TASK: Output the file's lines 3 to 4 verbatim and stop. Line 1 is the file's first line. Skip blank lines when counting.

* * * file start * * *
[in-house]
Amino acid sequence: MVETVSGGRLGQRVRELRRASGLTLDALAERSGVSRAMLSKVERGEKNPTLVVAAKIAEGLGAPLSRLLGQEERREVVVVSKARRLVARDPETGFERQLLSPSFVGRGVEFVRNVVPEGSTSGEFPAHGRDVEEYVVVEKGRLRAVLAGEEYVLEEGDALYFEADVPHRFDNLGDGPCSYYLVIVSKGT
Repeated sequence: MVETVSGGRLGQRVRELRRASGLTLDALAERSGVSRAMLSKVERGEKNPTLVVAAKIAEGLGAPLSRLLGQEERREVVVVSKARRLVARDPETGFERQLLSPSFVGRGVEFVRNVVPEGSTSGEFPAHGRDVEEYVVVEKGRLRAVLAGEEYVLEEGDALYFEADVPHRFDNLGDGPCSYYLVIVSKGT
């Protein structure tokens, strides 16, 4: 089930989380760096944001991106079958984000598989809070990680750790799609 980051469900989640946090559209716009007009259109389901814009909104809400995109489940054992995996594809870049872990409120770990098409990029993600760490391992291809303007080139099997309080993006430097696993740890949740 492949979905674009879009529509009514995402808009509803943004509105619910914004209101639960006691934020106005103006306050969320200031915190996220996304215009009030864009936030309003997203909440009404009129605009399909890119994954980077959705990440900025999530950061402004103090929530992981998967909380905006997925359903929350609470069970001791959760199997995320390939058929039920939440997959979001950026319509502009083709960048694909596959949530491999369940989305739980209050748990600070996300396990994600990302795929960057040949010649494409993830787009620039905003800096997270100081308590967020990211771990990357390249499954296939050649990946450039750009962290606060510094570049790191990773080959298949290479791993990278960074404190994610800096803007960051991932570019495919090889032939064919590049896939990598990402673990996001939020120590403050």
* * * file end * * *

Repeated sequence: MVETVSGGRLGQRVRELRRASGLTLDALAERSGVSRAMLSKVERGEKNPTLVVAAKIAEGLGAPLSRLLGQEERREVVVVSKARRLVARDPETGFERQLLSPSFVGRGVEFVRNVVPEGSTSGEFPAHGRDVEEYVVVEKGRLRAVLAGEEYVLEEGDALYFEADVPHRFDNLGDGPCSYYLVIVSKGT
């Protein structure tokens, strides 16, 4: 089930989380760096944001991106079958984000598989809070990680750790799609 980051469900989640946090559209716009007009259109389901814009909104809400995109489940054992995996594809870049872990409120770990098409990029993600760490391992291809303007080139099997309080993006430097696993740890949740 492949979905674009879009529509009514995402808009509803943004509105619910914004209101639960006691934020106005103006306050969320200031915190996220996304215009009030864009936030309003997203909440009404009129605009399909890119994954980077959705990440900025999530950061402004103090929530992981998967909380905006997925359903929350609470069970001791959760199997995320390939058929039920939440997959979001950026319509502009083709960048694909596959949530491999369940989305739980209050748990600070996300396990994600990302795929960057040949010649494409993830787009620039905003800096997270100081308590967020990211771990990357390249499954296939050649990946450039750009962290606060510094570049790191990773080959298949290479791993990278960074404190994610800096803007960051991932570019495919090889032939064919590049896939990598990402673990996001939020120590403050």